Wife's moving tribute to Tettenhall Road crash victim
A man who died after being struck by a Land Rover had a great passion for cars and singing, his wife told the inquest.
Automotive designer Paul Mazs, 54, died from his injuries after being involved in a collision with the Freelander driven by Simon Hancox, in Tettenhall Road, on October 13 last year.
Mr Mazs, of nearby Newbridge Crescent, was confirmed dead at the scene on the A41, near the junction with Crowther Road, following the incident which happened shortly before 10.30pm as Mr Mazs was attempting to cross the road.
His wife Suzanne told the inquest held in Oldbury that he was passionate about cars and singing.
Mrs Mazs said: "Paul was a good hardworking man who never had a day off work.
"He was very interested in cars, the mechanics of how they worked and he worked for a number of car companies including for Bentley Motors.
"He worked in Russia, Germany and Spain for car companies. It was a great passion of his.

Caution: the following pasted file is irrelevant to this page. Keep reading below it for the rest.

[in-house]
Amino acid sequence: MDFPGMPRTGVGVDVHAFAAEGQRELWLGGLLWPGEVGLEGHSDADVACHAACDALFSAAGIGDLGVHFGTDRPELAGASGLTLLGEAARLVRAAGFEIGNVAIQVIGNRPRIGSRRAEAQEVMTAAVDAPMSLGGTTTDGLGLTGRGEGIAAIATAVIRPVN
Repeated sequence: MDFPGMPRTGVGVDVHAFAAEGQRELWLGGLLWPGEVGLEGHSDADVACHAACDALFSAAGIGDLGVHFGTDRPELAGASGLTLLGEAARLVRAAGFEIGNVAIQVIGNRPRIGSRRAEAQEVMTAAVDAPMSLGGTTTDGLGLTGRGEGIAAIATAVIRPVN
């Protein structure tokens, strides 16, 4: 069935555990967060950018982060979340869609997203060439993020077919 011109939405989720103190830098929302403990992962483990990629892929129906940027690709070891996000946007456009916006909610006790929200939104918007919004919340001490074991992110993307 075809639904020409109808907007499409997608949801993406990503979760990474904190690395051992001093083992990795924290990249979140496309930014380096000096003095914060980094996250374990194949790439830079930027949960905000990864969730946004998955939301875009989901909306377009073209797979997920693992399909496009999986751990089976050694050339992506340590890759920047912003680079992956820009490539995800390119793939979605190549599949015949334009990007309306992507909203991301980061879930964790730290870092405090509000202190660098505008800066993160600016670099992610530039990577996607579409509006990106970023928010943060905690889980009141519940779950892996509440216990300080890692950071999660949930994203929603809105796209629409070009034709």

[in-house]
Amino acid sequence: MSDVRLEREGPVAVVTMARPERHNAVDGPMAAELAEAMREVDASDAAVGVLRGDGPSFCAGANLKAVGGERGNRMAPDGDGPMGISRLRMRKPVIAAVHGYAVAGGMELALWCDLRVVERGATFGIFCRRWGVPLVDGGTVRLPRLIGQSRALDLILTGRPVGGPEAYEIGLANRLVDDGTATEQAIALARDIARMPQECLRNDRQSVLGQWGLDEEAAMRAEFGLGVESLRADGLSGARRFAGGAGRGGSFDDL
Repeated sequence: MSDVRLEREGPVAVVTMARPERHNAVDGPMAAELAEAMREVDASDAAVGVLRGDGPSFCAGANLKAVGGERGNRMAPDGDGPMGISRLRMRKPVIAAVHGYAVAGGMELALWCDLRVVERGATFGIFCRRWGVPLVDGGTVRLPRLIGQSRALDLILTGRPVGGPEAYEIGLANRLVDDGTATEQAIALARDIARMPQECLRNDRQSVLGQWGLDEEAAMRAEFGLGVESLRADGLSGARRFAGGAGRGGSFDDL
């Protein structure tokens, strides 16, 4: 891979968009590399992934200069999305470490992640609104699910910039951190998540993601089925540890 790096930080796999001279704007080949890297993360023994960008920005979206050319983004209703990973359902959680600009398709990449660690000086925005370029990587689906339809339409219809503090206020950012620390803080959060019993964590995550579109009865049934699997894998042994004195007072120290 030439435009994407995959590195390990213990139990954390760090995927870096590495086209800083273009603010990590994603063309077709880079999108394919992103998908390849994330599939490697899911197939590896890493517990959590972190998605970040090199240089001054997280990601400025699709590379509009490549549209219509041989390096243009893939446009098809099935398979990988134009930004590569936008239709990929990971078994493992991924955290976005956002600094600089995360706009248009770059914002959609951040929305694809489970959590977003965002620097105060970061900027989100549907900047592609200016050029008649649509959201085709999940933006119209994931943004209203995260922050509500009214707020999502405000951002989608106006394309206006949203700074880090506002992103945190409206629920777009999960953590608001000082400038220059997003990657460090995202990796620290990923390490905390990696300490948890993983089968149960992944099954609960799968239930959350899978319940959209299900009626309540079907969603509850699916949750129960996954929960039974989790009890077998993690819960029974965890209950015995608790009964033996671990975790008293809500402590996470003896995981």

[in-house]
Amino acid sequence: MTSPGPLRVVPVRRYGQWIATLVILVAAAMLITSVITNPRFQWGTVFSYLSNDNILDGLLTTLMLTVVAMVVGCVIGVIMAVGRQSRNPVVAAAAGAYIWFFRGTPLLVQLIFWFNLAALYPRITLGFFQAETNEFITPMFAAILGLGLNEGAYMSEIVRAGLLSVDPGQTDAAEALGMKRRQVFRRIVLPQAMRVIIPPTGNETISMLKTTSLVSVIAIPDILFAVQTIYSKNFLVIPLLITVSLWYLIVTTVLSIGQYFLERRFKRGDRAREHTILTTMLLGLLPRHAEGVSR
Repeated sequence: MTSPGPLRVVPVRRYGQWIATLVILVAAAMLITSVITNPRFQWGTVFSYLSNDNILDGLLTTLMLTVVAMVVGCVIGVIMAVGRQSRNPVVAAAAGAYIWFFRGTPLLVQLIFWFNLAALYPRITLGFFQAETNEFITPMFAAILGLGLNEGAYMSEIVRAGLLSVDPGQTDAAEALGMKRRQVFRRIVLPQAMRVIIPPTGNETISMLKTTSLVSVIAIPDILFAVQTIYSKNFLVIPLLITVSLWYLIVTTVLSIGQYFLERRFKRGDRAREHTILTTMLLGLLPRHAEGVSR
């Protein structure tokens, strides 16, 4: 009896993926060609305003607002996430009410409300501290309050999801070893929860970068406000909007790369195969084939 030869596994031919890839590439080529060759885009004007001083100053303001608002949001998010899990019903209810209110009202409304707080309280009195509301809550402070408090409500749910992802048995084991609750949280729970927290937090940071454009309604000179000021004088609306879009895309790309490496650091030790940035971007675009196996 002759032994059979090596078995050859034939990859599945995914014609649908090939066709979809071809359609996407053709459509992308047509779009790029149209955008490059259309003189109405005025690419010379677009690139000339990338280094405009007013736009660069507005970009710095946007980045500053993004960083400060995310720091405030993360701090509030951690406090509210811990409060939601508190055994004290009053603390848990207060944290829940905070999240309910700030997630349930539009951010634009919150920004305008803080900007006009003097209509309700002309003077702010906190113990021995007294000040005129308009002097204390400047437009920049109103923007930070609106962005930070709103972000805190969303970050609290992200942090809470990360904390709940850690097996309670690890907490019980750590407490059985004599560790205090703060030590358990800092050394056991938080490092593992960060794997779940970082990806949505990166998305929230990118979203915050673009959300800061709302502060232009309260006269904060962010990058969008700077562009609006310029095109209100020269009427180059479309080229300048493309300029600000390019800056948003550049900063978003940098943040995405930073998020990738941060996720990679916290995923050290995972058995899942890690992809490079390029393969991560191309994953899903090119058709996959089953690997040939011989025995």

"He loved singing and he loved karaoke. He was made up if he could stand up and sing. It was a pleasure for him to sing. He had a stressful job.
"He didn't really ask for much from life. He was very much a giver. If someone had no money he would give them what he had and go without.
"He liked quite simple things. He is a great loss to us. Everyone is still stunned.
"We want to say to the driver that we really don't hold anything against him. It's a very unfortunate thing which happened to Paul.
"We wouldn't want anyone to suffer the way we have suffered. We hope he can get on with his life."
Pc David Crump, of West Midlands Police collision investigation unit, said Mr Mazs was returning home after a visiting The Summer House pub, in Newhampton Road West, at the time.
In a statement Mr Hancox described that and his passenger were travelling in the direction of Telford when he saw a "figure" running towards the vehicle.
He stated that he was unable avoid Mr Mazs despite emergency braking.
A toxicology report stated that Mr Mazs had 183 milligrammes of alcohol in his blood. The legal limit for driving is 80.
The cause of death was given as traumatic head, chest and pelvis injuries.
Mrs Lees said: "I cannot ignore that there was an alcohol reading, but I would like to make it clear that there is no finding contributory to alcohol."
"I conclude that he died as a result of a road traffic collision," Mrs Lees recorded.
"October is not that long ago. Please accept my sincere condolences," she told the family.
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